A Walking Tour of Downtown Shopping

An Intrepid Tour of Select Places by our Shopping Team. Just Set Aside Two or Three Hours

November 2019

You can start wherever you like, but we started on the east end of Miracle Mile, on the south side, where you can grab a quick coffee at the Capital Café. Depending on the time of day, you can start with a quick glass of wine at Cibo across the street. But it was early yet, and we weren’t ready to nap.

Walking west toward City Hall, our first stop was Gables Coin & Stamp. A fantastic selection of money and postage from the past. Nothing like gifting an ancient Roman coin that cost less than $100. Next came Spy World, where you can buy anti-bugging devices for your paranoid friends, or a chip to track your teenager. Proprietor Steven Gonzalez will explain it all.

Crossing Galiano Street, but staying on the south side of Miracle, we stopped at Wolfe’s Wine Shoppe. Jeffrey Wolfe was there, along with his two giant golden retrievers. Best place to buy good wines at any price. “We focus on the unsung heroes of the wine industry, and that doesn’t mean it has to be pricey,” he told us. His sage advice is complimentary.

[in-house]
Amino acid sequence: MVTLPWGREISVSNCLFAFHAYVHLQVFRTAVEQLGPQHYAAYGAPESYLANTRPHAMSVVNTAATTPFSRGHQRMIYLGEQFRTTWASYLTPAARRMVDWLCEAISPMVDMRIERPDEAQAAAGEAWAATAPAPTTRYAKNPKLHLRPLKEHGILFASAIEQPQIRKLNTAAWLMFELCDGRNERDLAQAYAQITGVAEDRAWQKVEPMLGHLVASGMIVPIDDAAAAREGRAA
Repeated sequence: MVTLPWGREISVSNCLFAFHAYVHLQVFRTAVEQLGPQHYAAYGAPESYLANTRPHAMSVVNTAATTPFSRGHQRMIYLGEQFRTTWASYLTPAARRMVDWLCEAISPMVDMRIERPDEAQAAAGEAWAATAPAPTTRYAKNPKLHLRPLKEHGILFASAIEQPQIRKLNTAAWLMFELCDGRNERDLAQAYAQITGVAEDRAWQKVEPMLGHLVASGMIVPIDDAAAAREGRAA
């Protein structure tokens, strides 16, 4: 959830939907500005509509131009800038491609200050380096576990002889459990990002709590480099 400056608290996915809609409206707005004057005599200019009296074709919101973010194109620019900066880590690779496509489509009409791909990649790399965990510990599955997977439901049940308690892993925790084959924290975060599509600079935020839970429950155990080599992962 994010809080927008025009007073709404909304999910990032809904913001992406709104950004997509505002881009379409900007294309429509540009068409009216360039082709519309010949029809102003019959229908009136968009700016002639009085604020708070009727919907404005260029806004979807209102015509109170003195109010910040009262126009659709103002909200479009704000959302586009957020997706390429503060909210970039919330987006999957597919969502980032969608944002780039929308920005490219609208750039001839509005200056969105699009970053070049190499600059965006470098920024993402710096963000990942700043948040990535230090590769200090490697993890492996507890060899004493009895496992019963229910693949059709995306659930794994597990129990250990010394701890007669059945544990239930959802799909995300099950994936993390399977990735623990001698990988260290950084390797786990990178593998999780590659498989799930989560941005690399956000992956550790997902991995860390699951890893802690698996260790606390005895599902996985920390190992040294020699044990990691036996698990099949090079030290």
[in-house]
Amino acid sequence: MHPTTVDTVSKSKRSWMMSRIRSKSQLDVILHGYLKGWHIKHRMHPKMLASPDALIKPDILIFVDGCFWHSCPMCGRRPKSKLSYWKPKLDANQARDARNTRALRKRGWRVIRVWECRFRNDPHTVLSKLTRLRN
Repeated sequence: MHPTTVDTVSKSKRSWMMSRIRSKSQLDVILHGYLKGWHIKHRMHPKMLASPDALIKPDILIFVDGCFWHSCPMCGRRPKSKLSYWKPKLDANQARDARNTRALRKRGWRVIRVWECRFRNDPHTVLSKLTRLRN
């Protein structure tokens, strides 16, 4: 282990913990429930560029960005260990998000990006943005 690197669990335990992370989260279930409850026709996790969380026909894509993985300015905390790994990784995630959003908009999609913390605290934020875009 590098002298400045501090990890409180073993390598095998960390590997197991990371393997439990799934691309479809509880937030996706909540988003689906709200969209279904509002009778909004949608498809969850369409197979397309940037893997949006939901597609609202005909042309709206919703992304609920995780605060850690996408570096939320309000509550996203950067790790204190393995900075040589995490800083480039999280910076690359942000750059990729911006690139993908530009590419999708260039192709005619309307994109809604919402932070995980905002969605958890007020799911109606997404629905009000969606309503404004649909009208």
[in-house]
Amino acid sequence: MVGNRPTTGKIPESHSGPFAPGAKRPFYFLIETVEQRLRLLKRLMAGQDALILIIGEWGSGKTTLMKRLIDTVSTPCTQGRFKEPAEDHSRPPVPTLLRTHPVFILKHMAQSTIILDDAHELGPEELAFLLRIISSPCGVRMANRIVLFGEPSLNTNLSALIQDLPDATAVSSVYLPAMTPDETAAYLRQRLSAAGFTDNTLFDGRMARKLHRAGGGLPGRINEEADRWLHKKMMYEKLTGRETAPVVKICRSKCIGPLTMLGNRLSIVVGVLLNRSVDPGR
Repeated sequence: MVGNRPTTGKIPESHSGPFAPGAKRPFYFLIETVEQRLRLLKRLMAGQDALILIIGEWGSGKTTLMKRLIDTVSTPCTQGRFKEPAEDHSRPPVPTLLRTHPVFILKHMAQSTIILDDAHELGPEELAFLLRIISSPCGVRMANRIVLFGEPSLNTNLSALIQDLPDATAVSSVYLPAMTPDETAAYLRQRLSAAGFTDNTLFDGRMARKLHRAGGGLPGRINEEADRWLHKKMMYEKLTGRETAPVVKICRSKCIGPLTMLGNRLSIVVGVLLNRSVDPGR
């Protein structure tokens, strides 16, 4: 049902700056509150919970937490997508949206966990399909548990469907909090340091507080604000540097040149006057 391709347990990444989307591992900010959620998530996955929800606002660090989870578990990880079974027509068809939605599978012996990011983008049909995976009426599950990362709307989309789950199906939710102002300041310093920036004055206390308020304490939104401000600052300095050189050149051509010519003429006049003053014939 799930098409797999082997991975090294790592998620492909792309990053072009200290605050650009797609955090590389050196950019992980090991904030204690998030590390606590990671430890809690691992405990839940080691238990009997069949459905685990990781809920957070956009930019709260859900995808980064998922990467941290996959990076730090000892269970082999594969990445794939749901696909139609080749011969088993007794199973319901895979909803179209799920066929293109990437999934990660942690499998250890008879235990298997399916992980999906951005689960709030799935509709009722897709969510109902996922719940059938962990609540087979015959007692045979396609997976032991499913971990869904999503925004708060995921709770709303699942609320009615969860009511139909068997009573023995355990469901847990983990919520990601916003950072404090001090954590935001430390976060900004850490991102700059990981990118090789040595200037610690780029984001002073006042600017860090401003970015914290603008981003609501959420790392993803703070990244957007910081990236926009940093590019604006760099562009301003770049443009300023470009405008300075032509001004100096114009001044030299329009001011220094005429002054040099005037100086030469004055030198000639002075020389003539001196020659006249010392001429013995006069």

Further down the street is Barnes & Noble, with its cavernous collection of books and magazines. We stopped in, however, for the best reason to shop here during the holidays: Their huge collection of educational toys. Robotics. Smithsonian motors. Giant volcanoes. Lego sets. Biology labs. Insect Explorer. Glow in the dark crystal factory. Gummy Candy Lab. Need we say more?

From here we crossed the Mile for a blast of three super stores on the north side of the street between Ponce and Salzedo. First came Violeta’s, worth a visit just to see what imagination and deep pockets can do. Expensive but wonderfully eccentric objects for your home, from Fornasetti face pillows ($235) to hand candles ($60) where the fingers slowly burn. Next is Jae’s Jewelers, reputed to be the oldest store in the Gables, a family affair for three generations. We were fascinated by their collection of vintage jewelry, now the rage, much of which comes from the estates of Coral Gables. They are also launching an array of super-affordable UM bling, for you ‘Canes fans. Toward the end of the block is YoYo Chidlren’s Boutique, which answers the question of where you can buy exquisite baby clothing. Theirs is all knitted cotton from Spain, for ages newborn to four. Most items between $40 and $200. Pricey, yes, but sooooo soft!